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Part VI: Software Usability > Improving Intermediates

Chapter 38. Improving Intermediates

Ski trails come in three varieties—green, blue, and black—because skiers, too, are of three kinds: novices, intermediates, and experts. I happen to be an intermediate skier, have been for years, and expect to be all my life. I'm what ski instructors refer to euphemistically as a classic “improving intermediate,” meaning I'm middle-aged, keep getting better, but not by much and not very quickly. I'm happy. I love skiing and have even survived a few of those dreaded (or lauded) double black diamond trails, usually because I miss the last turnoff onto the kinder, gentler slopes. Mostly, though, I keep my eyes out for those user-friendly blue squares and reassuring green circles.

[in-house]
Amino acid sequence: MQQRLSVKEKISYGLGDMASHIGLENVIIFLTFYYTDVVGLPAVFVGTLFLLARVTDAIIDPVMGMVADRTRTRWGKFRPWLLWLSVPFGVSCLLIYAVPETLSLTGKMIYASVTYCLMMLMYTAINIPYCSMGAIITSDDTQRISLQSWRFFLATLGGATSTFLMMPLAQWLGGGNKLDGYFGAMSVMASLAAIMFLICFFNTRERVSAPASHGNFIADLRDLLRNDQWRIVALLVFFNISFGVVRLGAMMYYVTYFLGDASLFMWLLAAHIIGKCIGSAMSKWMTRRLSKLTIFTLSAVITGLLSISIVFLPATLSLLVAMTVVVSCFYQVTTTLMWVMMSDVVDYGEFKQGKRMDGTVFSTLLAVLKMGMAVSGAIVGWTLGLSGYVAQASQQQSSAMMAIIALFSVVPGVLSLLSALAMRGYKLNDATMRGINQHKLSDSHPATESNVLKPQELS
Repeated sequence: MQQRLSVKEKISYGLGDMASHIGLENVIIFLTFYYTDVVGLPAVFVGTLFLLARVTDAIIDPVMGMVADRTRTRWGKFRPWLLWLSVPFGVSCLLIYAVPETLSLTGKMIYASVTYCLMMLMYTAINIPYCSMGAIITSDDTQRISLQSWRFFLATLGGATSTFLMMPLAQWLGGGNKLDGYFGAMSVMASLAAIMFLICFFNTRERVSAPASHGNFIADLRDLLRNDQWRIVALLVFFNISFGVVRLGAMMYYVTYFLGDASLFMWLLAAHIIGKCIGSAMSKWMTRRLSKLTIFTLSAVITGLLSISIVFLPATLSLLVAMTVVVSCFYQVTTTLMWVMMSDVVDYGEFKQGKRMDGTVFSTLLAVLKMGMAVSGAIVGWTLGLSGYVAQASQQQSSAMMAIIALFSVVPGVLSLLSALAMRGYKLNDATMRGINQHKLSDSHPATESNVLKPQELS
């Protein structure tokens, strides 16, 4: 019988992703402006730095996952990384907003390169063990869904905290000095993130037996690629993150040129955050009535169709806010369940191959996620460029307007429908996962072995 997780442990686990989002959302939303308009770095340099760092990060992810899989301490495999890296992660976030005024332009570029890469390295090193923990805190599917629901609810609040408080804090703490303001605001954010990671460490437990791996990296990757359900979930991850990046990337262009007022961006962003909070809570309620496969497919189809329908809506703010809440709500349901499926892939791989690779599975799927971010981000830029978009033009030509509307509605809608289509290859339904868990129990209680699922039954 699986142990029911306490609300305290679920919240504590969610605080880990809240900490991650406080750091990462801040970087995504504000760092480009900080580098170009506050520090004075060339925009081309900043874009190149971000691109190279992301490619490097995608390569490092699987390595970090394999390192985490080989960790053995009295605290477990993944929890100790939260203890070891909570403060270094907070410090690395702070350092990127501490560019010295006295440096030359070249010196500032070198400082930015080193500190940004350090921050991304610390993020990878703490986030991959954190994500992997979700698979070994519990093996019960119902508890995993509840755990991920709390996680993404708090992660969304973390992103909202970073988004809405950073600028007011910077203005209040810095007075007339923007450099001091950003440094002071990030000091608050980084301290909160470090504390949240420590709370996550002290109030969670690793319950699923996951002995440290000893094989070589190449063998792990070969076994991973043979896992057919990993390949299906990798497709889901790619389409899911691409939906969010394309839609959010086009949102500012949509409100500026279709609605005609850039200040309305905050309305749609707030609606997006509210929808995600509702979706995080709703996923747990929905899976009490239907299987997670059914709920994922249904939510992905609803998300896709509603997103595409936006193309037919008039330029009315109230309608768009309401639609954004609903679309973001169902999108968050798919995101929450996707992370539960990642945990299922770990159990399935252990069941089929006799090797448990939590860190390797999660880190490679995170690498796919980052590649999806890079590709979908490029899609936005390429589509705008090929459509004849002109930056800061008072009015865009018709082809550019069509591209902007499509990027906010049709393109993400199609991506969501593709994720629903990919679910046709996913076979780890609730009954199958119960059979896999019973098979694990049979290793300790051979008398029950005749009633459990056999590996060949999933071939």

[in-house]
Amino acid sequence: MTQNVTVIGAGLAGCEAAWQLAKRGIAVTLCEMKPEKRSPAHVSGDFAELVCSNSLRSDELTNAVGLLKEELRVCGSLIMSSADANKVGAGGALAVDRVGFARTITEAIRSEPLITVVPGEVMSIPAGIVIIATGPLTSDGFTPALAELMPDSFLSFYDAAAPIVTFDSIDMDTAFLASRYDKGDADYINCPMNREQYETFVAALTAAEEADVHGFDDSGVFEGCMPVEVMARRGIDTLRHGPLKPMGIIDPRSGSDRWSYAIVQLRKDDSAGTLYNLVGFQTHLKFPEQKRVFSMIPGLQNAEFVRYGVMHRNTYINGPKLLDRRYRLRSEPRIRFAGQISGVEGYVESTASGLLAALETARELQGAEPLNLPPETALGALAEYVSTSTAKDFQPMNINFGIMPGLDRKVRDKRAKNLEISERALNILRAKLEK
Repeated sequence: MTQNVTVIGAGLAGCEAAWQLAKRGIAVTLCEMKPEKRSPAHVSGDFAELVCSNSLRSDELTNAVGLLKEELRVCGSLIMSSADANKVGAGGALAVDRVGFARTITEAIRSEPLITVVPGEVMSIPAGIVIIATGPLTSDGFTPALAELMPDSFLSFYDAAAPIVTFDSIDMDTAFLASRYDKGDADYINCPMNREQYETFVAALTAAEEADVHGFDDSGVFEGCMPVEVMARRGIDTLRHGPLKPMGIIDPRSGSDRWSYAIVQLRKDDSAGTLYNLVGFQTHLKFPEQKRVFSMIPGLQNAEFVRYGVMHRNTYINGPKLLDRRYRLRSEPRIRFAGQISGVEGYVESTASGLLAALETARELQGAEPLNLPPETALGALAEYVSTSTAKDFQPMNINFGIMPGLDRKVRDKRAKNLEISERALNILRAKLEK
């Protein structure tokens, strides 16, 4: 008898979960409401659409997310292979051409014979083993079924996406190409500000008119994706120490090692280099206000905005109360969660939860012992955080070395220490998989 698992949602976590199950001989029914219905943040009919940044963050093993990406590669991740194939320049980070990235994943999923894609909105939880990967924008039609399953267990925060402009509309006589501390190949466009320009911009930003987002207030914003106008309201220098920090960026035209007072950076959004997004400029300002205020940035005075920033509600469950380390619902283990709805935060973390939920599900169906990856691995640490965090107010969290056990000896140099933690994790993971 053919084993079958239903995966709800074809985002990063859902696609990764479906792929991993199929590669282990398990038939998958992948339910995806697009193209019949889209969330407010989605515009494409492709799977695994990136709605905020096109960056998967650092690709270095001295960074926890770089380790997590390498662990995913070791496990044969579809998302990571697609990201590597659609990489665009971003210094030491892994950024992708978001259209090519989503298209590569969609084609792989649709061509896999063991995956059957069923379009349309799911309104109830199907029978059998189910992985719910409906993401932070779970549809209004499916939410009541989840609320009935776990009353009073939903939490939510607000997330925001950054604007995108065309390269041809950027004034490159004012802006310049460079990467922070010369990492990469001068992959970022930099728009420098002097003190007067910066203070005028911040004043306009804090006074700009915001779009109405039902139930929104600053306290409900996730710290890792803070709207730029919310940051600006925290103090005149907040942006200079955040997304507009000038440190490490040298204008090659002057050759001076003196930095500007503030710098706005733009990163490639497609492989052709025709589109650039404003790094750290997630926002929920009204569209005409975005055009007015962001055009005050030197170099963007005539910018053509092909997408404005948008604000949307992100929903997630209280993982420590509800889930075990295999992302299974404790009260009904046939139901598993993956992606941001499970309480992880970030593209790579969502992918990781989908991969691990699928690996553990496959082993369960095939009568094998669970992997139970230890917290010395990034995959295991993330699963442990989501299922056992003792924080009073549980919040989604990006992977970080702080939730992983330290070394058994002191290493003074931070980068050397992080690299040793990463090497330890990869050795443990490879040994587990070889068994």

Skiing has a lot to teach us about the relationship between users and systems and how software developers can improve that relationship. It would be a punishing experience to learn to ski on one of those steep expert slopes strewn with bone-jarring bumps. A few tyros, mostly youngsters under twelve, seem to go directly to the mogul fields following their first try on the bunny slope, but I've always suspected that they were really bionic mutants. For most of us, those wide gentle slopes marked with friendly green circles are essential for early learning.


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